Top Pages (Behavior > Site Content > All Pages)

This report shows the most popular pages people are viewing across your site. The data helps to see not only what users consider most important but also how well they engage with specific portions of the site.

Google Analytics All Pages Report

So how can this report provide insight for business owners?

First, you can see at a glance what products and services customers are most interested in. Then, you can use this data to inform marketing decisions. For example, if you run a wood furniture store and see that most people look at the dining room set category on your site, you should probably put more marketing effort toward dining room sets. Or, on the flip side, if you’re concerned about selling more dressers and see most customers don’t reach those pages on the site, you may want to focus some blog content around your dressers, run an AdWords campaign focused toward the dresser pages or feature your dressers in an upcoming email campaign.

Next, you can see which pages are showing the best and worst engagement, sorting by bounce rate and average time on page. Use a weighted sort to make sure you’re looking at the pages that get enough volume to show accurate stats. For example, you can identify the product pages where people are most likely to bounce off and then prioritize improving the content and layout of those pages.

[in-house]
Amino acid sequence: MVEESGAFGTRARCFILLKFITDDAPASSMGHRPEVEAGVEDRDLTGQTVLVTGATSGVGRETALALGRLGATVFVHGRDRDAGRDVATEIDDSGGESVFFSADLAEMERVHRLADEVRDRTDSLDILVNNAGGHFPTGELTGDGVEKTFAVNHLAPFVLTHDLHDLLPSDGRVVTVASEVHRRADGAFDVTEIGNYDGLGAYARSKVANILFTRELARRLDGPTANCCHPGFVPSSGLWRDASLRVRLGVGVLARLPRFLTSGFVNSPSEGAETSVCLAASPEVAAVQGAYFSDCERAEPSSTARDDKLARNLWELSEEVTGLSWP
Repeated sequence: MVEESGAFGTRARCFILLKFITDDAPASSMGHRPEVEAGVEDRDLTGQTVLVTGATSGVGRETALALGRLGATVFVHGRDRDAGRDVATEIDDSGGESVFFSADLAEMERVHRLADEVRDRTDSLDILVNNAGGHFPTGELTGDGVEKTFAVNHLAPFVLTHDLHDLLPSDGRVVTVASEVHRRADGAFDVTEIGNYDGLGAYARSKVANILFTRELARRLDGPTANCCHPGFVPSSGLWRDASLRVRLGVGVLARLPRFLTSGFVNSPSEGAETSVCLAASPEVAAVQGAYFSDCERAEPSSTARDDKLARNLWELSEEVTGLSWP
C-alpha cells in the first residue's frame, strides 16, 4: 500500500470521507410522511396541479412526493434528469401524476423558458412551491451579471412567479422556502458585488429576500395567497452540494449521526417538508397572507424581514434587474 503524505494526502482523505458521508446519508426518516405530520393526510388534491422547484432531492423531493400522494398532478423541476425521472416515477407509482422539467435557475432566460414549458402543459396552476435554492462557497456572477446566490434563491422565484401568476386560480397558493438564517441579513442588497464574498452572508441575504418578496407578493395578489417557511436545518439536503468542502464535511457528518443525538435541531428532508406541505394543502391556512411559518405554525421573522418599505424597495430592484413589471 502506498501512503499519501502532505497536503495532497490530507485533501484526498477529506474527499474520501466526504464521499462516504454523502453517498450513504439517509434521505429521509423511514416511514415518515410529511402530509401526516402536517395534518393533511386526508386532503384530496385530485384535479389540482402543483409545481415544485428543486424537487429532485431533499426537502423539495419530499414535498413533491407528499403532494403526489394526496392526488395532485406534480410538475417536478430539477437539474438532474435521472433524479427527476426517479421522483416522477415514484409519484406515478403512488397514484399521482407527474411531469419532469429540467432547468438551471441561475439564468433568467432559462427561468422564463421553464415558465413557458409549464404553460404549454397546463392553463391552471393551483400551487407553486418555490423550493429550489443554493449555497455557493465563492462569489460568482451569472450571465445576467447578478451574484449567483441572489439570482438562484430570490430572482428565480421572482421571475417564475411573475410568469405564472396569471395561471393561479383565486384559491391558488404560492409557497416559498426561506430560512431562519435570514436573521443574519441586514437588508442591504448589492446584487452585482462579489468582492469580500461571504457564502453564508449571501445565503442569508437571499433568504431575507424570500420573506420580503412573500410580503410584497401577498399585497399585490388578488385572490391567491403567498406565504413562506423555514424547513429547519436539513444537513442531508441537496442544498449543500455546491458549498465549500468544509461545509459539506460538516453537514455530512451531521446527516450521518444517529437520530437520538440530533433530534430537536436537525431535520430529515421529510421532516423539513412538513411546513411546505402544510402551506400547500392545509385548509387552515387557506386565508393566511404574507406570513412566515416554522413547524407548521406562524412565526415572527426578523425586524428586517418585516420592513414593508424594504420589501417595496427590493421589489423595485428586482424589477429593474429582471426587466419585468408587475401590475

Goals Overview (Conversions > Goals > Overview)

For sites that have set up conversion tracking, the Goals Overview report shows you the conversions that are happening on your site. Conversions may measure anything from a lead form submission to a newsletter signup. At a glance, you can see overall conversions and conversion rates, as well as a breakdown of specific conversion goals.

Google Analytics Goals Overview Report

What can you learn from this report?

First, if you have multiple conversion goals set up for your site, you can see which ones perform the best. You can look at each individual goal by selecting it from the “Goal Options” selector in the upper left of this report. By default, it is set to show “All Goals” combined together.